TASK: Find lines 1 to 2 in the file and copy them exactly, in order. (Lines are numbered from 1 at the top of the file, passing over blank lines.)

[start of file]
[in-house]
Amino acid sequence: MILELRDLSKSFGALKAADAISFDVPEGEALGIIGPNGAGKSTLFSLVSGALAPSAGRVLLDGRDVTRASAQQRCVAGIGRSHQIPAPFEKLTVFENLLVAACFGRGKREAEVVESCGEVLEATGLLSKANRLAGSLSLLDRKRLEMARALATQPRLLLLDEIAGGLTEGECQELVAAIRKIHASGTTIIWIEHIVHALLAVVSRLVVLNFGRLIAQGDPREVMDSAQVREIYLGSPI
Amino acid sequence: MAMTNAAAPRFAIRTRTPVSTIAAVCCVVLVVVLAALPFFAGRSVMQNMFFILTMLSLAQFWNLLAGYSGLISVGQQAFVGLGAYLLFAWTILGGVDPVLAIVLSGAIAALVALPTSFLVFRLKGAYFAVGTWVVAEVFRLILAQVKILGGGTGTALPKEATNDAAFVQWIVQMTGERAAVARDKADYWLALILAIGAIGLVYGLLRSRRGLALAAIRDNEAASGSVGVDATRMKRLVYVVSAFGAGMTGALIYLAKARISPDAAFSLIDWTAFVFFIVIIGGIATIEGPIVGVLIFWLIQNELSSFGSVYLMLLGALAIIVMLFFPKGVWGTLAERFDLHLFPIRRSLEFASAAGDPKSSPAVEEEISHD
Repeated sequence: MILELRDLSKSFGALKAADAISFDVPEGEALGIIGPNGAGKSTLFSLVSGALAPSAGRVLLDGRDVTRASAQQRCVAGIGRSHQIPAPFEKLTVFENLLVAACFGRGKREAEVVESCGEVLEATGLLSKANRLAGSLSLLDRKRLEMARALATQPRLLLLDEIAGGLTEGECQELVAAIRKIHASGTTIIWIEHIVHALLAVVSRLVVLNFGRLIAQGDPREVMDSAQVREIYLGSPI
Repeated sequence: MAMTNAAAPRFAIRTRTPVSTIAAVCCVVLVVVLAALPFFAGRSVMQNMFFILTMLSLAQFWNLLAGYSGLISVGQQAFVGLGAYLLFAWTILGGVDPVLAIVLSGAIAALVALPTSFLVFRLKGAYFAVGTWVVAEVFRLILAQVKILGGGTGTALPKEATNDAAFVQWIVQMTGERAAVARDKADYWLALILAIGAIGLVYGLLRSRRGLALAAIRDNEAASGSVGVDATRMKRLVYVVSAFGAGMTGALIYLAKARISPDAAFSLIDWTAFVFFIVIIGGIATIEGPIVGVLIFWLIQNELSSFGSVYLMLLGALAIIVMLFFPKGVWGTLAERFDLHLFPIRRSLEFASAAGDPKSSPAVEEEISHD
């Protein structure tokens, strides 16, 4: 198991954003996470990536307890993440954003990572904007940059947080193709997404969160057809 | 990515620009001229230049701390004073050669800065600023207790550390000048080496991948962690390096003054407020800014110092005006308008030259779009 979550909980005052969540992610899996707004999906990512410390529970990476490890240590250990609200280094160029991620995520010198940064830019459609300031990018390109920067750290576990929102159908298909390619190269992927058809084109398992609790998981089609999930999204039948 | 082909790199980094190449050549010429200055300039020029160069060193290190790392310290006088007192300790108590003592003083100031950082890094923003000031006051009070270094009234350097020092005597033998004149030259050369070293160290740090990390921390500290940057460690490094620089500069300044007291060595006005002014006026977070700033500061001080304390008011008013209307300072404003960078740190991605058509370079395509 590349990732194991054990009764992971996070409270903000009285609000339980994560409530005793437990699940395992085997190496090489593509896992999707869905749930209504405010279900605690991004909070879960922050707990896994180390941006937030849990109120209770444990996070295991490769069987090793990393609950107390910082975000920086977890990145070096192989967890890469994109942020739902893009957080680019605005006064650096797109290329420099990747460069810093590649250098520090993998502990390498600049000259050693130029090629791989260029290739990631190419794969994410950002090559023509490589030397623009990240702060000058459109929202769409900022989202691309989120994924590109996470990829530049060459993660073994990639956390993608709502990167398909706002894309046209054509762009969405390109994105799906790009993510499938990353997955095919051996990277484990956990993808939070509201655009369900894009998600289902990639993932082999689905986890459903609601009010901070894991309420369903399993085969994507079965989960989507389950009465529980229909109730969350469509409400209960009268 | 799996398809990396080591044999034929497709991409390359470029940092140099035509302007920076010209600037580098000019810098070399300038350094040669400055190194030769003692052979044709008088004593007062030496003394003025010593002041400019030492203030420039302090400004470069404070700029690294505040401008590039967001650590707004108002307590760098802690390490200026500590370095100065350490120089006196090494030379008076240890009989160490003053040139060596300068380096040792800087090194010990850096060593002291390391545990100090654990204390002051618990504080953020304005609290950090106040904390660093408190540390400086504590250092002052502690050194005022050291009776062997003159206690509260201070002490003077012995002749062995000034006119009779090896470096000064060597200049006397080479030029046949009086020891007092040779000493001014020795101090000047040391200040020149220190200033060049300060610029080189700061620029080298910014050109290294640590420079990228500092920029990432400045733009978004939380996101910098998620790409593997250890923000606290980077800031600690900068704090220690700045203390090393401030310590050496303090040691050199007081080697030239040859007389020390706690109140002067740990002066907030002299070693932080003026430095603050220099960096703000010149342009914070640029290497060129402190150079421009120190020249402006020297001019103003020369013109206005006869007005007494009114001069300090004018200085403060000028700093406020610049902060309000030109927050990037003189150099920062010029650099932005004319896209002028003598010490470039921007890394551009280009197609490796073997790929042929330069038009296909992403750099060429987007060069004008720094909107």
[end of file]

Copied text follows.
[in-house]
Amino acid sequence: MILELRDLSKSFGALKAADAISFDVPEGEALGIIGPNGAGKSTLFSLVSGALAPSAGRVLLDGRDVTRASAQQRCVAGIGRSHQIPAPFEKLTVFENLLVAACFGRGKREAEVVESCGEVLEATGLLSKANRLAGSLSLLDRKRLEMARALATQPRLLLLDEIAGGLTEGECQELVAAIRKIHASGTTIIWIEHIVHALLAVVSRLVVLNFGRLIAQGDPREVMDSAQVREIYLGSPI